Nationalization = Communism?

It is a strange sight to see the Dow Industrials trading at 6,700. That’s still a level from 1997. And it still indicates that people don’t want to own stocks. At this point, it seems to be as much about available capital for investment as a willingness to invest. 
Valuations are low, the Dow is trading with a p/e of around 20. But that’s still not as low as it’s been during past recessions.

Anecdotal Evidence

Stocks finished lower yesterday after Obama’s speech. The lows were hit early in the day and stocks managed rally to positive territory before finishing slightly in the red. 
What to make of this? Not much, unfortunately. Ultimately, I think it was a reaction to Tuesday’s overzealous rally. Tuesday seemed to be about short-covering after the S&P 500 held above its November lows at 741. 
While Bernanke’s testimony before Congress on Monday was far more significant than any specifics Obama mentioned Wednesday night, neither event seems to be affecting stocks much. Except for HMO stocks. They’ve been killed this week as Obama is making a push for healthcare reform.

LEAPS, Krugman and Microsoft

Seems like every day we dial the clock back another year or two. Friday, stocks closed at levels not seen since 2000. Yesterday, it was 1997. By the end of the week, we might be in yet another different decade. 
But I doubt it.
I think there’s little question that if you’re buying quality stocks at these levels, you will be rewarded. We’ve discussed quite a few stocks in past issues of Daily Profit that should be good buys for at least a trade. 
And if you’re interested in taking on a little extra risk for the chance at some outsized gains, you might consider LEAPS. LEAPS stands for Long-term Equity Anticipation Securities. They’re options that are good for up to three years out. With the markets trading at such low levels, LEAPS could pay off handsomely.

Whitney Speaks Again

More depressing forecasts for the big banks from the best big bank analyst out there, Meredith Whitney. You may recall it was Whitney who forecast the dividend cut at Citigroup (NYSE:C) back in October 2007. That was three months before Citigroup actually cut its dividend. Whitney should also be credited as one of the few analysts to see the financial meltdown coming.

The New FDR

*****Apparently we’ll hear more about the bank bailout plan over the next couple of days; In the meantime, President Obama will sign his massive tax and spending bill into law today. 
The bill is being called the biggest piece of legislation since FDR. We’ll see how the market likes it. It occurs to me that passage of this stimulus bill was very much in doubt until the amended version passed the House on Friday. It may be that we still get some upside in the stock market now that it’s passed.

Short-covering rally or the real deal?

So, on Friday I made the rally call. The Dow Industrials were up 217 points. Now, after a conversation with TradeMaster strategist Jason Cimpl, I’m a little nervous about stocks following through.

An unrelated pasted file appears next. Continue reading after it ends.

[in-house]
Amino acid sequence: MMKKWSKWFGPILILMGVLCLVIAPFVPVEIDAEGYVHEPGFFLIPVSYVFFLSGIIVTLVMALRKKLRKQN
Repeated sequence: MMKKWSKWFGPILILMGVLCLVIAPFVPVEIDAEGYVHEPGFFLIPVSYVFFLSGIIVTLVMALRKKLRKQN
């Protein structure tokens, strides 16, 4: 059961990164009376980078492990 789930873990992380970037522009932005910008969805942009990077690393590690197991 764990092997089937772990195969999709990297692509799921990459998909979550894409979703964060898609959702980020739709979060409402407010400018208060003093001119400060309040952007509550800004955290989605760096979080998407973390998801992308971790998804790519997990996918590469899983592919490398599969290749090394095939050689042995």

Jason believes Friday’s rally was short-covering. His indicator? Oil. 
Oil prices fell Friday, while stocks rallied across the board. As you know I expect stocks to rally in anticipation of the stimulus bill and then next banking measure. It is my opinion that investors perceive these initiatives as help for the economy in recovering from recession. Not a cure-all, just help. 
If investors see light at the end of the tunnel, oil should rally too. After all, production has been cut. And despite growing reserves, oil will rally when it appears the economy will get back to growth.

Q4 Earnings on Steel: AKS, NU, X + Bank Nationalization

It seems we’re getting just enough decent earnings reports to keep things interesting. And of all the unlikely suspects, US Steel (NYSE:X) is near the top of the list. 
It goes almost without saying that steel should not do well in a global recession. But US Steel beat Q4 revenue expectations handily. (Earnings per share is not comparable due to a bunch of one-time items.)

President Obama

The news reported there were 1.4 million people on the Mall to watch Obama get sworn in. And there had to have been that many more in the city. It was nuts. We’re slowly returning to normal today. 
Despite the painfully cold weather, the crowds were energized by Obama’s speech. I wish I could say the same for the stock markets. The Dow Industrials lost 330 points to close below 8,000 for the first time in two months. Seems like just Friday I was mulling the potential for the Dow to retest those November 20 lows…

Economic Recovery?

No, the U.S. economy is not getting better. It’s getting worse. Daily Profit has been saying that unemployment will go higher and that we will see many more bankruptcies, especially in retail. But that doesn’t mean it’s any easier to take in the bad news.

The Fed’s About Face

It’s been my contention that oil prices will remain range-bound for the foreseeable future. And the 60 Minutes story I relayed on Monday supports that belief. If oil’s move to $147 was based on more speculation (and manipulation), than it was on true supply and demand issues, then it’s going to be a while before enough demand returns to push oil prices significantly higher.